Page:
Thus, if the address bits AY2 and AY3 indicate that the accessed column is among the four columns which are connected to this paricular secondary sense amplifier 104, and if the SAD line which is connected to all of the four secondary sense amplifiers 104 (one of the four amplifiers as shown in FIG. 3) at this particular bit position has not been pulled low, the enable block 118 will provide a high signal on the "power down" line ssae shown. This signal not only enables the enable block 118, but also supplies the power down signal to the power down buffer 112. When the same signal is high, the power down buffer 112 simply operates as a buffer, and the output TSO simply provides an output signal corrsponding to the signal held on the particular bit line pair 102 which has been selected by the address bits AY0 and AY1. However, when the power down signal ssae goes low, the output TSO of the power down buffer 112 is in a high-impedance floating condition. Thus all four of the secondary sense amplifiers 104 at each bit position can simply be connected in parallel to the appropriate bit position line in the data buss 24, since only one (at most) of thes secondary sense amplifiers 104 will be providing a strongly driven signal at its output node TSO, and the other three secondary sense amplifiers 104 (or possibly all four of these secondary sense amplifiers 104) will hold their outputs TSO in a floating condition, due to the operation of power down buffer 112.
Referring back to FIG. 2, the write buffer 114 contains a line WIN which is directly wired to the line on the right portion of the data buss 24 which corresponds to this particular bit position, and the write buffer also contains a select gate WS which is hard wired to one of the four write address busses, which contains decoded address bits AY2 and AY3 ANDed with the write enable signal WE. These four lines are labeled: WE AND AY2 AND AY3; WE AND AY2 AND AY3bar; WE AND AY2bar AND AY3; and WE AND AY2bar AND AY3bar. The complementary outputs of the write buffer 114 are applied to a pair of write transistors 120 in each primary sense amplifier 100. The pass transistors 122 and the pull down transistor 123 and one of the primary sense amplifiers 100 will have been opened by the decoded combination of column address bits AY0 and AY1 as discussed above. Thus, in this selected primary sense amplifier 100, one of the bit lines 102 will be pulled down strongly and information corresponding to the write input data WIN will be held onto the bit lines 10 to be written into which ever of the memory cells is accessed by one of the 256 wordlines. In the other three primary sense amplifiers 100 at this secondry sense amplifier position, the pull down transistor 123 will not have been turned on, and the write transistors 120 will therefore have no effect.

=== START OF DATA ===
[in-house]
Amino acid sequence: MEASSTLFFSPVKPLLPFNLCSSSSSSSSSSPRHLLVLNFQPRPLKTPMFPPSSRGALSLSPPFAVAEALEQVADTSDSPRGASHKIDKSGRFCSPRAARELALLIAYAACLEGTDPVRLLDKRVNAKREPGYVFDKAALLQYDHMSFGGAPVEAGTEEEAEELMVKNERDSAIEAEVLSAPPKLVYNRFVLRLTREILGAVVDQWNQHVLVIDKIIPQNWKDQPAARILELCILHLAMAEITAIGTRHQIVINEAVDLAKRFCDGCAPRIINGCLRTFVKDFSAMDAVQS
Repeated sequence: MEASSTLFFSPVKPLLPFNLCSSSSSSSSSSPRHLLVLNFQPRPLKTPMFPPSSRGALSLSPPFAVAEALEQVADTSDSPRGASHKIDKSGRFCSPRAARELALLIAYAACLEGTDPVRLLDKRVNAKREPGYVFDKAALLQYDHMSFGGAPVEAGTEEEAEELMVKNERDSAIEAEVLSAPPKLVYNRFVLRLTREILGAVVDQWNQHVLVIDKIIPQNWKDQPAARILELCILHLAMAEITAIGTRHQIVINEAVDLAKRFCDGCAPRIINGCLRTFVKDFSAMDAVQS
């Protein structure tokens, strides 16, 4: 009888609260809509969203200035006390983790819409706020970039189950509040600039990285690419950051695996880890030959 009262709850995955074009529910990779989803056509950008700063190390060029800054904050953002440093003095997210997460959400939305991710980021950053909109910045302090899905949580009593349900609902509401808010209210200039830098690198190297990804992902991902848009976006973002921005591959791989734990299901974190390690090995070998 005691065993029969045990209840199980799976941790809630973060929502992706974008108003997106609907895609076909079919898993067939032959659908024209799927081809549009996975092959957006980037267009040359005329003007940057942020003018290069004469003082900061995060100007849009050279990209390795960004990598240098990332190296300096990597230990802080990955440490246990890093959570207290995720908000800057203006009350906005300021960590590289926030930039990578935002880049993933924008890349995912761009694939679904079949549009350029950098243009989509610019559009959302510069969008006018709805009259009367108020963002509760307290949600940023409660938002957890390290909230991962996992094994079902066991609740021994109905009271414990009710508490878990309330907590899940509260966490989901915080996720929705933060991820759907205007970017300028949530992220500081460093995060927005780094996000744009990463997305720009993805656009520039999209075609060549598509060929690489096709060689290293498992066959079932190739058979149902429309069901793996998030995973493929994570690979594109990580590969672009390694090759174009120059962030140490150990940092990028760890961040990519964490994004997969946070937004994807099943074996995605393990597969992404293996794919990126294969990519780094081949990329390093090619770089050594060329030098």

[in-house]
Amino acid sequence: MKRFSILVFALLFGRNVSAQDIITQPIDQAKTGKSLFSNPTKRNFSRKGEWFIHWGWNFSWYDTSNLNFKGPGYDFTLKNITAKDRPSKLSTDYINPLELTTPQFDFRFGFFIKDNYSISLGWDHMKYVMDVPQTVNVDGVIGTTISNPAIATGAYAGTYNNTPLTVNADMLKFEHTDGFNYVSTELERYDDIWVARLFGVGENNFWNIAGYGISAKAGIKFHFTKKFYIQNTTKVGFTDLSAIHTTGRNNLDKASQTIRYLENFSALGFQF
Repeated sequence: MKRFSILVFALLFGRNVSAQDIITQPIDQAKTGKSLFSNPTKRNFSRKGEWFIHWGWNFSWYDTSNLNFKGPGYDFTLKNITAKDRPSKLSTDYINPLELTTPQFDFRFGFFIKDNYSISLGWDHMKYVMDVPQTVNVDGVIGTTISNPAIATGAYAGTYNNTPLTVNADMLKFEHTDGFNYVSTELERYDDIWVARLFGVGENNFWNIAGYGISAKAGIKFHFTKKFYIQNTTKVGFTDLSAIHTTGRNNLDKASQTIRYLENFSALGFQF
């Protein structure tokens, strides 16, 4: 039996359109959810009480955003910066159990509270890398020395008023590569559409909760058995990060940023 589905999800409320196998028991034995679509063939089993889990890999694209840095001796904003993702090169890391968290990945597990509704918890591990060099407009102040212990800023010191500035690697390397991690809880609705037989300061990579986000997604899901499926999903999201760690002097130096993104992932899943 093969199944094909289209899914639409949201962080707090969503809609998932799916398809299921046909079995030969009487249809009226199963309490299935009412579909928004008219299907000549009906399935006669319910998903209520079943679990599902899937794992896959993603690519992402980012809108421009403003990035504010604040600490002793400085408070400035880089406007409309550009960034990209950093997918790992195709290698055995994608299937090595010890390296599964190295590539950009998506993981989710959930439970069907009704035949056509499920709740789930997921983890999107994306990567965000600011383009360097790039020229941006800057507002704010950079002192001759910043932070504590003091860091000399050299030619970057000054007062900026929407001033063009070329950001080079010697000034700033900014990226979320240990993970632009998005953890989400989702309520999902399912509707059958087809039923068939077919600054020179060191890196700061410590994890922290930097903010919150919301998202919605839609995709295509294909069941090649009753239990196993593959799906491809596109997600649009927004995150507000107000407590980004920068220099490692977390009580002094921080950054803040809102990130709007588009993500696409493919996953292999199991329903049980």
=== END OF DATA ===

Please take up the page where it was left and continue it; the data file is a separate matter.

In a memory which is only one bit wide, a key teaching of the present invention is multiple multiplexing stages in the sense amplifier. For example, decoding of the four least significant column address bits could be handled as discussed above, and the remainder of the column address bits could be decoded by one decoder for every 16 columns. Such a configuration is shown schematically in FIG. 4.
Thus the present invention provides a generally new innovation in column address decoding, which is particularly applicable to and advantageous in SRAMs, but is also applicable to other types of semiconductor memories. The scope of the present invention is not limited except as specified in the accompanying Claims.
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|U.S. Classification||365/230.06, 365/230.02, 365/189.05, 365/230.03, 365/230.08|
|International Classification||G11C7/10, G11C11/413, G11C11/41, G11C11/419, G11C11/34, G11C8/12|
|Cooperative Classification||G11C7/10, G11C8/12|
|European Classification||G11C8/12, G11C7/10|
|Aug 31, 1983||AS||Assignment|
Owner name: TEXAS INSTRUMENTS INCORPORATED 13500 NORTH CENTRAL
Free format text: ASSIGNMENT OF ASSIGNORS INTEREST.;ASSIGNORS:SHAH, ASHWIN H.;GALLIA, JAMES D.;MAHANT-SHETTI, SHIVALING S.;REEL/FRAME:004170/0639
Effective date: 19830831
|Jul 22, 1991||FPAY||Fee payment|
Year of fee payment: 4
|Jul 3, 1995||FPAY||Fee payment|
Year of fee payment: 8
|Mar 11, 1997||RR||Request for reexamination filed|
Effective date: 19970131
|Apr 21, 1998||B1||Reexamination certificate first reexamination|
|Aug 2, 1999||FPAY||Fee payment|
Year of fee payment: 12